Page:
Doug Huntsinger

“When people start to feel disconnected, we have to be there for them as a community.” said Doug Huntsinger, Indiana’s director for Drug Prevention, Treatment and Enforcement.

INDIANA — Preliminary data show that compared with 2019, last year had nearly a 50% increase in overdoses seen in emergency departments in Indiana, with an 18% rise across the U.S. in just the first four months of the pandemic.

During a virtual presentation Wednesday as part of Clark County CARES Drug Facts Week, Indiana’s Director for Drug Prevention, Treatment and Enforcement, Doug Huntsinger, talked about the toll the pandemic has taken.

This is closely linked with what he and local health officials know about addiction — that isolation like what was experienced during the lockdowns can have a devastating effect on a person trying to enter or maintain sobriety.

“For Hoosiers with substance use disorder, the pandemic has really exacerbated those feelings of isolation, stress, fear and it leaves many to cope the only way they know how,” he said. “They say the opposite of addiction isn’t sobriety, it’s connection and we know how difficult it’s been to stay connected over the last 10 months.

“When people start to feel disconnected, we have to be there for them as a community.”

Another indication of the rise in overdoses has been the use of the opioid overdose reversal drug naloxone — in 2020 alone, there was a 67% increase in the medication being used compared to the same time in 2020.

When state leaders saw these signs, “we acted,” he said.

Indiana has now committed $1 million to help provide 25,000 naloxone kits, and in partnership with nonprofit Overdose Lifeline, Inc., has been able to distribute 22,000 of these statewide.

This does not include the roughly 25,000 distributed by 54 local health departments across the state, through funding provided by the Indiana State Department of Health.

Another major step toward making the life-saving drug accessible came when Indiana Medicaid applied for and was approved to be able to reimburse first responders not only for administering naloxone, but for the cost of the kits themselves. Indiana has been the first state to do so.

In November, the Indiana Department of Correction began offering naloxone to all people upon release from incarceration.

“Expanding the availability of this overdose reversal drug to our offenders upon release is just a small way we can help transition them back into our community and set them up for success,” Huntsinger said during the presentation, adding that “We’re committed to expanding awareness of the need for bystanders to carry this lifesaving drug which is why we’ve made it available via so many avenues.”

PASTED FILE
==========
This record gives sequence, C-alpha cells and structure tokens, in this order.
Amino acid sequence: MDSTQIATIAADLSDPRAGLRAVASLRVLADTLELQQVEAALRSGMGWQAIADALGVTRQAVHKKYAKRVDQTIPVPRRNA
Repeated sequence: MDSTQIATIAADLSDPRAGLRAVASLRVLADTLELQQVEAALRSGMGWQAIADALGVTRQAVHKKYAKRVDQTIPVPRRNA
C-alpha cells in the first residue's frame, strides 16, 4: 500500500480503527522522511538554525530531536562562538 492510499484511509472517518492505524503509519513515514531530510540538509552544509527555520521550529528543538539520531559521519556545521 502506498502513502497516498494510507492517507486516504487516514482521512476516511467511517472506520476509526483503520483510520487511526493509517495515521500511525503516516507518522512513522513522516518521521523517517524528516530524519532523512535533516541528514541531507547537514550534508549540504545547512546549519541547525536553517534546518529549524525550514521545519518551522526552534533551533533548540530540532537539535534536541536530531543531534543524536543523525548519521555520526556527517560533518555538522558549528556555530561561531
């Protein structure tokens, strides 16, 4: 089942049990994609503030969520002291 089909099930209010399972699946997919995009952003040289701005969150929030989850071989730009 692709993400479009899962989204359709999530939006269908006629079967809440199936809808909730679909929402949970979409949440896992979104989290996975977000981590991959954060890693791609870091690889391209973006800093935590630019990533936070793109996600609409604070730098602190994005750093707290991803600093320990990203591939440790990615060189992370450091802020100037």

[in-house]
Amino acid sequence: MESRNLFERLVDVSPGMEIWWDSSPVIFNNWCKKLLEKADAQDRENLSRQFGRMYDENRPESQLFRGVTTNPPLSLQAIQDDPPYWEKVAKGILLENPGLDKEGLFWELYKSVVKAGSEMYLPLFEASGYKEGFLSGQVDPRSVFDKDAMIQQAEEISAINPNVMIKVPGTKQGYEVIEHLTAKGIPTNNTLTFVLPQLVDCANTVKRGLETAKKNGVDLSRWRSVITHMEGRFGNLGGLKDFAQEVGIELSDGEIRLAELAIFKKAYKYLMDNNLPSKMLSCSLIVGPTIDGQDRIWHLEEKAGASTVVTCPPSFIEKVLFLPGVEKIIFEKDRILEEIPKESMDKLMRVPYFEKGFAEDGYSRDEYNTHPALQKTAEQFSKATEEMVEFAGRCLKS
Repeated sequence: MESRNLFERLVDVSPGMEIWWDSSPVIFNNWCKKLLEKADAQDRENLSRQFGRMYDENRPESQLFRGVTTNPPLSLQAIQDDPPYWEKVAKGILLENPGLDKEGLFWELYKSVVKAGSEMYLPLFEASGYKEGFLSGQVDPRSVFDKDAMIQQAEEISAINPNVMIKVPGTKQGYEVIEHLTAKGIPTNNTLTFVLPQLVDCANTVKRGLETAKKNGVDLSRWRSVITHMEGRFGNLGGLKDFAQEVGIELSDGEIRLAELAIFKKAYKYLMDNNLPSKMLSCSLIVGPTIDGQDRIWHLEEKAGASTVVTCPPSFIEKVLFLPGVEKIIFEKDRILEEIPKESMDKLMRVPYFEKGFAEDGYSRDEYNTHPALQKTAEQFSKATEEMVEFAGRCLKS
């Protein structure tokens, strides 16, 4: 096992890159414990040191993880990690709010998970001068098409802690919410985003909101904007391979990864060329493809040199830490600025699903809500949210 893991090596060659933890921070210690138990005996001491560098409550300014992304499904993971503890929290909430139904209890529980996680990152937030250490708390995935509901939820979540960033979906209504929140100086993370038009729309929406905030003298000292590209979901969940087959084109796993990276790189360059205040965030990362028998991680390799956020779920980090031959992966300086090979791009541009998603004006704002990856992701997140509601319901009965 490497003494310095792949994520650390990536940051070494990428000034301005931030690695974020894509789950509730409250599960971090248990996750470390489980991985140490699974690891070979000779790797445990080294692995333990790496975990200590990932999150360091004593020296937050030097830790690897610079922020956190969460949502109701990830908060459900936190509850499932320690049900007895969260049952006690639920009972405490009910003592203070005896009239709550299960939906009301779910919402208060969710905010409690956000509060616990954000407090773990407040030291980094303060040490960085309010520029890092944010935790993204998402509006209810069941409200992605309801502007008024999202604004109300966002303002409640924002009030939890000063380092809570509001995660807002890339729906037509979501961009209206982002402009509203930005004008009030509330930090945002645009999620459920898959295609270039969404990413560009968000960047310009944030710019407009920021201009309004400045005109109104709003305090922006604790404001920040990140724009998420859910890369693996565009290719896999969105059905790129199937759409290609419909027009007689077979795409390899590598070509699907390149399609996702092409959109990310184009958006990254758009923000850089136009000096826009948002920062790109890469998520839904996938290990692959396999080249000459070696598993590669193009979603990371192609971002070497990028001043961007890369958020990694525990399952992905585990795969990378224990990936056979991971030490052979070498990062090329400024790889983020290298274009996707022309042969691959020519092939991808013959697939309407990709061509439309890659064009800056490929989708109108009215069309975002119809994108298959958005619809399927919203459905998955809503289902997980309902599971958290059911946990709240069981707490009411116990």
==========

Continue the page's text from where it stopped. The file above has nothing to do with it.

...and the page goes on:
In the first part of the pandemic, the state information hotline 211 began receiving an inordinate number of calls, many of which were related to mental health and suicidal thoughts. State officials created the Be Well Crisis Helpline at the same number, where people in despair can call at any time and talk with a trained counselor at no cost.

Between July 20 and Dec. 30, the crisis line had received 6,049 calls, with the average call time just over 18 minutes. Forty-nine percent had pre-existing trauma with mental health or substance use.

Thanks to the quick actions of our counselors, our callers were able to be referred for mental health and substance use disorder, Huntsinger said.

The director also pointed to COVID-19-related legislation moving through the statehouse. Although responding to the pandemic is the first priority, it’s also “made us rethink how we deliver health care during a public health emergency and post-pandemic.”

On Tuesday morning, legislation passed a Senate committee, which, if approved, would clarify and expand telehealth options. There is also legislation in the works that would extend the 10-year extension to syringe service programs in Indiana. The sunset date now is July 2022 on the clinics, which provide clean syringes, access to critical primary health care and resources for treatment.

“Moving forward, we must not only help those who have a new substance-use disorder seek treatment and enter recovery, but we have to develop the supports and the connections to help keep people in recovery and I think legislative agenda is the start to that,” Huntsinger said.

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